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The Shotem' and Caughtem' Blog is the place to find the latest reviews and commentary on gear, destinations, conditions, events, and general knowledge to inform our readers and give our opinions to anyone listening.

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Monday, 02 December 2013 23:48

Hunting Deer During Rifle Season Tactics

Deer hunting Tactics Deer hunting Tactics

Due to the fact that the Midwest will begin its rifle hunting season this week, we at Shotem and Caughtem thought we might go after the age old debate when rifle hunting deer, Shot Placement.  We as hunters always debate this issue and it is one of the first lessons we learn as hunters.  Where is the best place to shoot a deer so that we have a better chance of recovery.  On big game of any type many will tell you the best place is to go for a lung and heart shot right to the rear of the front shoulders.  However, we thought we would do a little research and get some others perspective.  We hope you leave your comments below.

We have already seen that deer run nearly 50 percent of the time when they are mortally wounded. Certainly, shot placement is the most important factor related to how deer react after being shot. Several types of trauma can lead to the rapid death of an animal that is struck by a bullet. Significant trauma to the central nervous system, the respiratory system or the circulatory system will all prove effective.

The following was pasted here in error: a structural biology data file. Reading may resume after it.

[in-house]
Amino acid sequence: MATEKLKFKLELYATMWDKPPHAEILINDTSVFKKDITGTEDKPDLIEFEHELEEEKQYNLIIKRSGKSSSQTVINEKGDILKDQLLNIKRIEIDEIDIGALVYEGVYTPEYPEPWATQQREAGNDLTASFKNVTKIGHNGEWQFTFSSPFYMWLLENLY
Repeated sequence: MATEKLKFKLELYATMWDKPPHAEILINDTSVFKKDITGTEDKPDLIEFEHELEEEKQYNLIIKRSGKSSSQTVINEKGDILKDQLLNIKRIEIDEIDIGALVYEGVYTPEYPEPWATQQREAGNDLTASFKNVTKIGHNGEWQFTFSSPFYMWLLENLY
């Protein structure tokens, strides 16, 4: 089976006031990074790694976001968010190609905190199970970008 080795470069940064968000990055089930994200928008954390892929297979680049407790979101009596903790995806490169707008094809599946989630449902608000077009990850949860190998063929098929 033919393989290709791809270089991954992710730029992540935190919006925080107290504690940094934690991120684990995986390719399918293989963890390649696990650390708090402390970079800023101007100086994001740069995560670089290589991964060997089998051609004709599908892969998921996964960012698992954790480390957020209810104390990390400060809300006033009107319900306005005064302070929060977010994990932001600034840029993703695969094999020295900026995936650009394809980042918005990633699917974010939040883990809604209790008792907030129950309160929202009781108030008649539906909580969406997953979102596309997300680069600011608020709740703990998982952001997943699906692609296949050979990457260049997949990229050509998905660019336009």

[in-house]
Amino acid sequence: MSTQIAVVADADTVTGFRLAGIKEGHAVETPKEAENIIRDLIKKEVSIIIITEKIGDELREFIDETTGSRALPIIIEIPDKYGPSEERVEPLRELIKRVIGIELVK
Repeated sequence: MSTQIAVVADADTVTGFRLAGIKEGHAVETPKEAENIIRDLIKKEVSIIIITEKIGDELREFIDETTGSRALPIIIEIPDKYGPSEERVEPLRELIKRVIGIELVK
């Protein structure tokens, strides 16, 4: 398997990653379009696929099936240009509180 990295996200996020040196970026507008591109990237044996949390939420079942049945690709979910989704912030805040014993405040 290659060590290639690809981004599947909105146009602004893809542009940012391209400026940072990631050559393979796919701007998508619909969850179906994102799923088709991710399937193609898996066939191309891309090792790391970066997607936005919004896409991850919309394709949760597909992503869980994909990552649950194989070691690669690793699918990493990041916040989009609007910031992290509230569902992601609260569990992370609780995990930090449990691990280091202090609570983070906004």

Deer shot in the neck and spine were immediately rendered immobile and succumbed quickly. Deer that were shot broadside in the shoulder ran a mean distance of 3 yards while animals hit in the heart, lungs or abdomen traveled 39, 50 and 69 yards respectfully.

So what shot placement is the best. Neck shots work well, but they can be problematic because the target area is very small and there is a risk of wounding associated with the target. Potential problems include a shot to the esophagus or mandible. Also, spine shots can be ruled out as a recommenced shot because few shots are consciously directed at the spine. In other words, most spine shots result from shots that miss their mark high and incidentally hit the spine.

The best shot placement for deer is the broadside shot directed at the shoulder. Traveling an average of only 3 yards, deer shot in the shoulder traveled significantly less distance than deer shot in the heart, lungs, or abdomen. Also, with such a short distance of travel, deer shot squarely in the shoulder did not generally leave the hunter’s sight.  The broadside shoulder shot essentially gave results similar to what most hunters expect from a neck shot. Presumably the broadside shoulder shot works well because it strikes part of the heart and or lungs which itself is a mortal blow. However, a shot through the scapula damages the brachial plexus which is part of the central nervous system thereby rendering the animal immobile. It knocks the animal out and it never regains consciousness. Also, the shoulder is a very large target offering room for error; a high shot hits the spine, a low shot the heart and a shot to the rear hits the lungs.